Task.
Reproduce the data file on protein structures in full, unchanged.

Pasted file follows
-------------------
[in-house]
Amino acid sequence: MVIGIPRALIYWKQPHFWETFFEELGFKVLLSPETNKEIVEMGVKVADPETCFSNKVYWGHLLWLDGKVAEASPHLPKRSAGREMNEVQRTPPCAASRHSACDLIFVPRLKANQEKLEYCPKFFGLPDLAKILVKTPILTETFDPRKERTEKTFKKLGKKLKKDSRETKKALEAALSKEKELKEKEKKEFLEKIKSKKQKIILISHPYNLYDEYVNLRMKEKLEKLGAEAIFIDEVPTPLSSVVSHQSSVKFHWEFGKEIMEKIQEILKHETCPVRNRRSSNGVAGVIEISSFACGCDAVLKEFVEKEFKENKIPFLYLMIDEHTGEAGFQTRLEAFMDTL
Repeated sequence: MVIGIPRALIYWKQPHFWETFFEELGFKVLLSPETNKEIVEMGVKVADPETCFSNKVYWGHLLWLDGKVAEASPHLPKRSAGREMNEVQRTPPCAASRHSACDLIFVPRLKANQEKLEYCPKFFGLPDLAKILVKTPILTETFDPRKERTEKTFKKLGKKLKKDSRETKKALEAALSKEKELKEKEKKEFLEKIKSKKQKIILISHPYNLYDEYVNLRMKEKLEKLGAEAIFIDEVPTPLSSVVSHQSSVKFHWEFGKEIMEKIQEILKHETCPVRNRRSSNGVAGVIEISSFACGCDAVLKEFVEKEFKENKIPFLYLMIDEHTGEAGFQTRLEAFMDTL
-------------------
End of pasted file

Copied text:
[in-house]
Amino acid sequence: MVIGIPRALIYWKQPHFWETFFEELGFKVLLSPETNKEIVEMGVKVADPETCFSNKVYWGHLLWLDGKVAEASPHLPKRSAGREMNEVQRTPPCAASRHSACDLIFVPRLKANQEKLEYCPKFFGLPDLAKILVKTPILTETFDPRKERTEKTFKKLGKKLKKDSRETKKALEAALSKEKELKEKEKKEFLEKIKSKKQKIILISHPYNLYDEYVNLRMKEKLEKLGAEAIFIDEVPTPLSSVVSHQSSVKFHWEFGKEIMEKIQEILKHETCPVRNRRSSNGVAGVIEISSFACGCDAVLKEFVEKEFKENKIPFLYLMIDEHTGEAGFQTRLEAFMDTL
Repeated sequence: MVIGIPRALIYWKQPHFWETFFEELGFKVLLSPETNKEIVEMGVKVADPETCFSNKVYWGHLLWLDGKVAEASPHLPKRSAGREMNEVQRTPPCAASRHSACDLIFVPRLKANQEKLEYCPKFFGLPDLAKILVKTPILTETFDPRKERTEKTFKKLGKKLKKDSRETKKALEAALSKEKELKEKEKKEFLEKIKSKKQKIILISHPYNLYDEYVNLRMKEKLEKLGAEAIFIDEVPTPLSSVVSHQSSVKFHWEFGKEIMEKIQEILKHETCPVRNRRSSNGVAGVIEISSFACGCDAVLKEFVEKEFKENKIPFLYLMIDEHTGEAGFQTRLEAFMDTL